In fact there's something heroic in the way that the members of Junction 25 - ages ranging from 11 to 18 - open up to an audience, use their own names, personal experiences and future hopes to deliver a slice of social comment on the whole yen-for-fame game.
In a world of giddy self-promotion - because nobody ever goes on Facebook to say they're boring or their life is unexciting so don't even think of ticking the "friend" box - there's an everyday pressure to be the enviable star in your own constantly documented 'show', and who knows: maybe you'll go global.
Maybe you'll be spotted, told 'you've got potential, kid' and - like Niall, in one of the pithiest aspects of the production - be packaged and promoted into a mega-superstar, without ever opening your mouth.
The clever on-screen footage of his rise to glossy celeb-status reinforces the spoofs on market influences that are woven through the episodes of bitching one-upmanship, throwing poses like those on the sampled music videos or auctioning off brand-leading sweets at over-inflated prices.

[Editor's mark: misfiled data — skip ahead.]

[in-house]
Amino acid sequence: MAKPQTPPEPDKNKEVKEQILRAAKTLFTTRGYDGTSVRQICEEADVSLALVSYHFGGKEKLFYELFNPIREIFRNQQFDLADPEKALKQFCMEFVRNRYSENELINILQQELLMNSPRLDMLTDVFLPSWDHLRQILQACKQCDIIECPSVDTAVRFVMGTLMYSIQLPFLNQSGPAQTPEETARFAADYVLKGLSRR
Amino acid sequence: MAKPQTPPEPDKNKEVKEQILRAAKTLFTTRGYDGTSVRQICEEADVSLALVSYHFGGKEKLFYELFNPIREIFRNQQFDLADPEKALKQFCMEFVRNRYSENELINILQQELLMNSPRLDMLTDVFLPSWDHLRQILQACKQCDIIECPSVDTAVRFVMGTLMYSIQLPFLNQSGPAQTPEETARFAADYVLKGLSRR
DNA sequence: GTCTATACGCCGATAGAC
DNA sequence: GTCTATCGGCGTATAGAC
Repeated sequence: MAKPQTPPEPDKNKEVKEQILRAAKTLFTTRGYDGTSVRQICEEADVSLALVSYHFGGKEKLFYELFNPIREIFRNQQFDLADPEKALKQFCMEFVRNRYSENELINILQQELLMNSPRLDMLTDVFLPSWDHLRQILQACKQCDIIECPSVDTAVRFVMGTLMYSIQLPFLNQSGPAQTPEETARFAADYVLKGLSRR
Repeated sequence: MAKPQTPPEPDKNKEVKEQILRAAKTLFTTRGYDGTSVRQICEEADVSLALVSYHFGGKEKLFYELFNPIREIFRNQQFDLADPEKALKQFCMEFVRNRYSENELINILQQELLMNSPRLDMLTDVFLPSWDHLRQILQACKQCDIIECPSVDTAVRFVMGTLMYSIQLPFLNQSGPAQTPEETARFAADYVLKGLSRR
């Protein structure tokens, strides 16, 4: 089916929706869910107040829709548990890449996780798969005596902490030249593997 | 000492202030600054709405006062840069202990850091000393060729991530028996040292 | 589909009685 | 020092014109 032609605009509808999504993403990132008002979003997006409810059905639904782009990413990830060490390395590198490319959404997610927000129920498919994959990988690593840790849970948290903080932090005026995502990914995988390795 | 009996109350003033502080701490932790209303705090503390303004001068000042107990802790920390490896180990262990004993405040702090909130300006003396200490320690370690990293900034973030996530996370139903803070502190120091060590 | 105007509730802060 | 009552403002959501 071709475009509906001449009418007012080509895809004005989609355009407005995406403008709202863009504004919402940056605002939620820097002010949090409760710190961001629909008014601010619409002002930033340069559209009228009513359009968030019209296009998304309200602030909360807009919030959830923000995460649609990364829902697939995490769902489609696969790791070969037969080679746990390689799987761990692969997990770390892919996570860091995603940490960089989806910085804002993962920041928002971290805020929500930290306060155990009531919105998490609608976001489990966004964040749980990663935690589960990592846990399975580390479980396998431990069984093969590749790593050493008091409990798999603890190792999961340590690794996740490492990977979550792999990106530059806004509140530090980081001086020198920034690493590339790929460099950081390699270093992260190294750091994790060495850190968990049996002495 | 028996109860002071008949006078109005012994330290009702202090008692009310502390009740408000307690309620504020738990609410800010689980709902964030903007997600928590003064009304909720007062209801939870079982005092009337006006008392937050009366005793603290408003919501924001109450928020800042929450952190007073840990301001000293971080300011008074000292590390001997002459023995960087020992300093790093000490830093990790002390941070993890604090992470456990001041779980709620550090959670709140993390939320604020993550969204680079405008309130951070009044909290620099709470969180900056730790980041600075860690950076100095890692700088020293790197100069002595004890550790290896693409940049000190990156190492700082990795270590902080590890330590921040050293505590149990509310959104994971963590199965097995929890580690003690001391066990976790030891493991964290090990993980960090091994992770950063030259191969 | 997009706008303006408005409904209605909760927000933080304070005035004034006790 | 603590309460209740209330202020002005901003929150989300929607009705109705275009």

It's all about appearance, grabbing attention, being hot'n'cool. Never more so than when all the performers - male as well as female - don wigs and shades, as if their own looks and personalities are too humble to be the glam heroes that dominate the media.
Tashi Gore and Gary Gardiner have the overview as directors, but the devising of material originates with the young performers themselves.
And the current line-up, with several new faces in the ranks, are refreshingly able to spot that it's better to be yourself than an identikit cipher or a desperate wannabe - mind you, I bet there are loads of teenagers longing to be in Junction 25 now!